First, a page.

Roasted garlic, sometimes referred to as garlic confit, is a powerful ingredient that can add tremendous flavor to any dish. Raw garlic has a strong, pungent flavor that needs to be used in moderation. While you don’t want to go overboard with roasted garlic, either, its flavor is much sweeter and milder: It makes a wonderful addition to sauces and dips and is even tasty by itself (try spreading some on a toasted baguette).
This article demonstrates three techniques for roasting garlic:
- Roasting whole heads of garlic in the oven
- Roasting individual cloves of garlic in the oven
- Roasting individual cloves of garlic on the stovetop
Roast whole heads of garlic in the oven
The most common method is to roast the entire head of garlic in the oven. Most recipes recommend wrapping the heads in aluminum foil, which works very well, especially when roasting multiple heads at a time. To roast a single head of garlic, I prefer using a ramekin because it’s less messy and easier to preserve the leftover olive oil.
- Preheat the oven to 400 degrees F.
- Peel the excess paper layers from the head without separating the cloves. Carefully slice off the top of the head so the individual cloves are exposed.
- Place the garlic in a small ramekin (or on a piece of foil) and drizzle extra virgin olive oil liberally on top. Sprinkle with salt (this is optional but will really enhance the flavor).
- Cover the ramekin with foil and place in the oven. Check the garlic after 40 minutes. The cloves should be soft and slightly browned. At this point, you can remove the garlic from the oven or let it roast for an additional 5 to 15 minutes to further caramelize it.
The longer the garlic roasts in the oven, the more caramelized and flavorful it will become. The above picture shows garlic that has been roasted for about 55 minutes; you don’t want to push the caramelization very far beyond this point or it will develop a bitter flavor.
Roast individual cloves of garlic in the oven:
Sometimes, an entire head of garlic isn’t required for a recipe, so you can also roast individual cloves using the same method.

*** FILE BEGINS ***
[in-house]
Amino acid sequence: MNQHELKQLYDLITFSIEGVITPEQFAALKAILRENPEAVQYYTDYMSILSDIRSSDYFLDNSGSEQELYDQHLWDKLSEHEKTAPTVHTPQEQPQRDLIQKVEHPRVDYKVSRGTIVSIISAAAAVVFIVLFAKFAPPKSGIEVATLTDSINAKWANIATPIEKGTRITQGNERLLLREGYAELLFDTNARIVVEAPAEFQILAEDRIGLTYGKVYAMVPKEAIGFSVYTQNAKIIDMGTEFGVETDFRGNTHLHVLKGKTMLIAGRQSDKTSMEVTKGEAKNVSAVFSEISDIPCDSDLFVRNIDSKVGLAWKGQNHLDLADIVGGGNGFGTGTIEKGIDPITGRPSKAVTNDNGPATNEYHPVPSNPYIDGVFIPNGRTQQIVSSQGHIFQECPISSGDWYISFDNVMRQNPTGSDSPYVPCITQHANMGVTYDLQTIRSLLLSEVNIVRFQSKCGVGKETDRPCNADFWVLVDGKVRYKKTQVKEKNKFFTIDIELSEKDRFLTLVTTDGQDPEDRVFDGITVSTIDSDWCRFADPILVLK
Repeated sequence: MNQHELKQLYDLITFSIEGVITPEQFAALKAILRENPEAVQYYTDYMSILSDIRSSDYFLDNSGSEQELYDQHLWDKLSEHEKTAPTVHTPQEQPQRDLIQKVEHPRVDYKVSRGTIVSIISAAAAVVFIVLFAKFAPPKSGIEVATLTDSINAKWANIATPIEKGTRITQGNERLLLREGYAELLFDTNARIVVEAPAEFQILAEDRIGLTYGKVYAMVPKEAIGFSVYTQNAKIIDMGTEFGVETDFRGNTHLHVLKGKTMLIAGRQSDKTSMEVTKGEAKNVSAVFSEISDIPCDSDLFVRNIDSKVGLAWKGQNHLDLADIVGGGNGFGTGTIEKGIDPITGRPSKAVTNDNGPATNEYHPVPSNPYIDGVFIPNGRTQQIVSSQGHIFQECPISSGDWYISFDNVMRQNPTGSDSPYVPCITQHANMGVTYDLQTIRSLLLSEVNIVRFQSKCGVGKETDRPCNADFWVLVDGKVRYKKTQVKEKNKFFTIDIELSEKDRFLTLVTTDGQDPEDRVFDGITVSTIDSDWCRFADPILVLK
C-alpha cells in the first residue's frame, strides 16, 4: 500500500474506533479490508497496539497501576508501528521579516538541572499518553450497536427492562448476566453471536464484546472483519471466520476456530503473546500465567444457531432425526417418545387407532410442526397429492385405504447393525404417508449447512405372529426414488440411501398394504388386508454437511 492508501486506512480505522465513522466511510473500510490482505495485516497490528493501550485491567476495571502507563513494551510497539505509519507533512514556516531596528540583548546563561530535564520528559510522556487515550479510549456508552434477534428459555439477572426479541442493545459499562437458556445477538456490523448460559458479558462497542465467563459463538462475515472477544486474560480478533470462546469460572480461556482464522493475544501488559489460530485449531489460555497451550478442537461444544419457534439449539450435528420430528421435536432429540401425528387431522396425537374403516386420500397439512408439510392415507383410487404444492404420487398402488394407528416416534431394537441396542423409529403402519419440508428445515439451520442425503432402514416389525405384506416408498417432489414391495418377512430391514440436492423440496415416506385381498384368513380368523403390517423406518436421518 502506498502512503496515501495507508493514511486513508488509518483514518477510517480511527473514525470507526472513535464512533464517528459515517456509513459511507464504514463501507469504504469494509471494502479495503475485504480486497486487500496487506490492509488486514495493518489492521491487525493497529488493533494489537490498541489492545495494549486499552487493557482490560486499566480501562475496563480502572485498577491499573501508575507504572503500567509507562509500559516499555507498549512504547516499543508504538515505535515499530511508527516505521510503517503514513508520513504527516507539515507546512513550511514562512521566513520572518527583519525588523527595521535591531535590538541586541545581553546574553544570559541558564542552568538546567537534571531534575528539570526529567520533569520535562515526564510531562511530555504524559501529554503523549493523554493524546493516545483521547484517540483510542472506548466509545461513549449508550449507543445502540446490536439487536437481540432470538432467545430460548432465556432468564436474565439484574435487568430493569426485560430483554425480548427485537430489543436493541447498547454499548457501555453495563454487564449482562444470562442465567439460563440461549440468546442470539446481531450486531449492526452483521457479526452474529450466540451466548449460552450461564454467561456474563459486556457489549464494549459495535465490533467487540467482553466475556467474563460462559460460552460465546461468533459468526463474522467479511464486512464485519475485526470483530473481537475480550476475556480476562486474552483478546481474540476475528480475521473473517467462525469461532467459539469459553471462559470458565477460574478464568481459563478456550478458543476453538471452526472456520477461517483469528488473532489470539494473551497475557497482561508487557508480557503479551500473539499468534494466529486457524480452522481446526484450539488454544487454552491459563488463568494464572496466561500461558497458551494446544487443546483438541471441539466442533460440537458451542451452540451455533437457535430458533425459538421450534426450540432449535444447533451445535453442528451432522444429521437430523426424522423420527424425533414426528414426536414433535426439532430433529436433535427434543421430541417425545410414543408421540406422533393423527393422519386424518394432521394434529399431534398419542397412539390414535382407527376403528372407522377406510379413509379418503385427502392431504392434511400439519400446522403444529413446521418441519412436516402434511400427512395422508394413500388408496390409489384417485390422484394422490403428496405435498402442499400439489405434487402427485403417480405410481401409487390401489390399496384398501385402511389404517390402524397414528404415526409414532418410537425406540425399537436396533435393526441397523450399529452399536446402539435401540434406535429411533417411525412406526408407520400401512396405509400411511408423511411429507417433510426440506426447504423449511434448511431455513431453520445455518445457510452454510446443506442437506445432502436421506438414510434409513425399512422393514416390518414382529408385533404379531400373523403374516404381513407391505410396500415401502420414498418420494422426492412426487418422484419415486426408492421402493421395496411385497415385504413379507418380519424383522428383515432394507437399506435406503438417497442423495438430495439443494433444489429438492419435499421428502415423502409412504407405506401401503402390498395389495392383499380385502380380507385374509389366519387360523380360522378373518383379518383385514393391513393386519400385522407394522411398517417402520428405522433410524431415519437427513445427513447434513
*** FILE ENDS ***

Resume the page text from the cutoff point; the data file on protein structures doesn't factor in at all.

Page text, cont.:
- Preheat the oven to 400 degrees F.
- Separate the garlic into individual cloves and remove the excess layers of papery skin, leaving a single layer intact.
- Slice both ends off each garlic clove, exposing a small part of the clove through the skin on each end.
- Place the cloves in a small ramekin, and drizzle them with olive oil and salt. Cover with foil.
- Roast until the ends of the cloves are slightly browned and soft. This will take anywhere from 10 to 30 minutes, depending on the size of the cloves.
Roast individual cloves of garlic on the stovetop:
The final method for roasting garlic is the fastest. Instead of roasting them in the oven, you can gently cook the individual cloves in a small sauté pan. This method is especially useful when you’re in a hurry.
- Separate the garlic into individual cloves. Remove the excess layers of papery skin, slice both ends off each garlic clove and peel away the remaining layer of skin.
- Place the garlic in a sauté pan and add an equal amount of olive oil. So, if you’re roasting 1/2 cup of garlic cloves, add 1/2 cup of olive oil.
- Place on the stovetop, and turn the heat to medium. Once the oil begins to gently simmer, turn the heat down to low so the oil is just barely bubbling. Cook the garlic, stirring frequently, until it is soft and slightly browned on all sides. Depending on the size of the cloves, this can take anywhere from 5 to 25 minutes.
Note: After the garlic is roasted, don’t discard the remaining olive oil! It’s delicious. Use it in any savory application where garlic is a welcome addition, such as vinaigrettes, roasted vegetables or sauces. This is true for all three roasting techniques.
Photo credit: Jennifer Farley